In a world where right and wrong are blurred, is the truth even worth knowing?
Set in late 1930?s Hollywood,?Marlowe?tells the story of Philip Marlowe (Liam Neeson), a street-wise detective who?s just trying to survive in the big city. Marlowe is hired by wealthy heiress Claire Cavendish (Diane Kruger), daughter to faded starlet Dorothy Cavendish (Jessica Lange). Claire believes that claims of her deceased lover?s death are ?greatly exaggerated? and request for Marlowe to look into his disappearance. However, along the way, Marlowe discovers that the truth often lies under a web of deceit and danger lurks behind every corner.
Directed by Neil Jordan, Marlowe is a love letter to classic detective noir films of the post-WWII era. Willing to dig deep into the sewage of the rich and powerful, Philip Marlowe is one of the great characters of cinema history. A simple man who?s ?just trying to make a buck?, Marlowe has little interest in fighting for the truth out of any sense of valour. Instead, he?s not shaken by the evils of Hollywood but will uncover the truth if you pay him enough.
Somewhat ironically, this is an often brightly-lit film for a genre that traditionally revels in the shadows. However, Jordan seems to use this to his advantage, highlighting the fact that the light can hide as many secrets and lies as the darkness. Despite the fact that the pacing feels off at times, Marlowe is a lot of fun for fans of the genre as it digs up the evils that exist in plain sight.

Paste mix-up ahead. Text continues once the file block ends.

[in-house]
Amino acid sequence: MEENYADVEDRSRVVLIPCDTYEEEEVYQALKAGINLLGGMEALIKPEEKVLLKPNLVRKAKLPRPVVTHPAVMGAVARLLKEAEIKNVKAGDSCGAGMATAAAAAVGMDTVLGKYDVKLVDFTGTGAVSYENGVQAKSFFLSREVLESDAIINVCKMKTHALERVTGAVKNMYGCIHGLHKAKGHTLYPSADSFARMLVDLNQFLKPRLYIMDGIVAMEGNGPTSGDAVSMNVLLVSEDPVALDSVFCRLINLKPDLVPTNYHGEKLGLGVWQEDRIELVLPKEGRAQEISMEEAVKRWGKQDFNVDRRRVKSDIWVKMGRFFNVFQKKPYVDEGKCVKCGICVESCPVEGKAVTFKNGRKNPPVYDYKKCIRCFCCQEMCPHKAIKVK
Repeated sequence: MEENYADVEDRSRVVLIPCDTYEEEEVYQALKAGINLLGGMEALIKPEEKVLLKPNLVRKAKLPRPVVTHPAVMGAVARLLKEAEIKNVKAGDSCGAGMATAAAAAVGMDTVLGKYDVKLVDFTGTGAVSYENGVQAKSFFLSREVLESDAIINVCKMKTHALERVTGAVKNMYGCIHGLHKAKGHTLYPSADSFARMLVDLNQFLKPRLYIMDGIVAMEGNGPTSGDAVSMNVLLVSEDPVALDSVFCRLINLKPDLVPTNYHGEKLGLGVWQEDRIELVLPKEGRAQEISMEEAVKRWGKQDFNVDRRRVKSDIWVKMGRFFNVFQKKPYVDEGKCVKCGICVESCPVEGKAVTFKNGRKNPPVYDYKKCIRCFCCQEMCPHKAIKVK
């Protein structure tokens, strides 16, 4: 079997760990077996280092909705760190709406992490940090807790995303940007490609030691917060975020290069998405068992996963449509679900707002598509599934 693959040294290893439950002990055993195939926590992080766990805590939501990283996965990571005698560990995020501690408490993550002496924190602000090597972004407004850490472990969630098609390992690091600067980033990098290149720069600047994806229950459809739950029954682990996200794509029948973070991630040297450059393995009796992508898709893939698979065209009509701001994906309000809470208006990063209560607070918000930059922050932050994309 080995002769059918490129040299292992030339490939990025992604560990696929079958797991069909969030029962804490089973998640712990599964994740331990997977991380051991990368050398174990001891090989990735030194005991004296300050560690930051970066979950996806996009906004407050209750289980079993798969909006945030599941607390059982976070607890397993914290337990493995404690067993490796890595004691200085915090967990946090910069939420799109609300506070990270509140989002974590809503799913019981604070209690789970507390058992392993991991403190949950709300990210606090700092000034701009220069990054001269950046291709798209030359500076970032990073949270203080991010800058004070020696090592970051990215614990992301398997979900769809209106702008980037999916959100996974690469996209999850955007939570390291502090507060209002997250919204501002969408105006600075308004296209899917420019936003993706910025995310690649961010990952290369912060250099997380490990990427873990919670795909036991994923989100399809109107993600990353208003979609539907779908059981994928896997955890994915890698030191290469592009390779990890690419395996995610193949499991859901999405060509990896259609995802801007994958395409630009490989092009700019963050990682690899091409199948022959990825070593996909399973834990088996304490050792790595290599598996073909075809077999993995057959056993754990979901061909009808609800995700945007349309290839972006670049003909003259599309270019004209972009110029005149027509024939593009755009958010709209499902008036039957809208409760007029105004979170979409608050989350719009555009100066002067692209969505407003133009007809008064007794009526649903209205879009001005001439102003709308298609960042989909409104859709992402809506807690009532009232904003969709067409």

In many ways, Marlowe is a vast departure from the type of stories that Neeson has become known for over the last decade. This is a story where action is secondary to the mystery at hand so fans expecting the trademark ?Neeson bloodbath? will likely be disappointed. In fact, even though he will if he must, Marlowe bawks at the opportunity to get his hands dirty with violence. (At one point, after a brief encounter, Marlowe growls that he?s ?getting too old for this?)
Still, with his trademark snarl, Neeson is clearly enjoying the opportunity to play the iconic private eye. Rather than high-octane action, this is a much slower burn of Neeson who actually looks like he?s enjoying the slower tempo and heavy mystery elements. As a result, there?s a certain joy watching his hulking physique skulk around in Marlow?s gumshoes. (In fact, with a solid supporting cast of Hollywood veterans like Lange, Kruger and Alan Cumming, performances across the board are enjoyable, even in moments when the script lets them down.)
But what makes Marlowe interesting though is its timing. Coming at a time when Hollywood seems to uncover the scandals of powerful men every day, the film feels more current than one would expect. Even though the film is not a specific indictment of modern Hollywood, it still feels as though it echoes the realities of today with the reveal of top executives involved in scandals and backroom deals. Drugs, prostitution and blackmail are all in a day?s work for Marlowe?s vision of Tinseltown as everyone has their hands at least a little bit dirty. (?Everyone has their secrets,? we?re repeatedly reminded.)
This is a world where right and wrong blur together into a very messy mix and Marlowe is just trying to survive within it.
Though it may not be one of Neeson?s greatest roles, one can?t help but enjoy this affectionate take on the genre. Leaning into the past, Jordan and his team clearly revel at the chance to play in their cinematic sandbox. At the same time though, the film also reminds us that the shadows of the past still exist in the corners of Hollywood to this day.
Marlowe is available in theatres on Wednesday, February 15, 2023.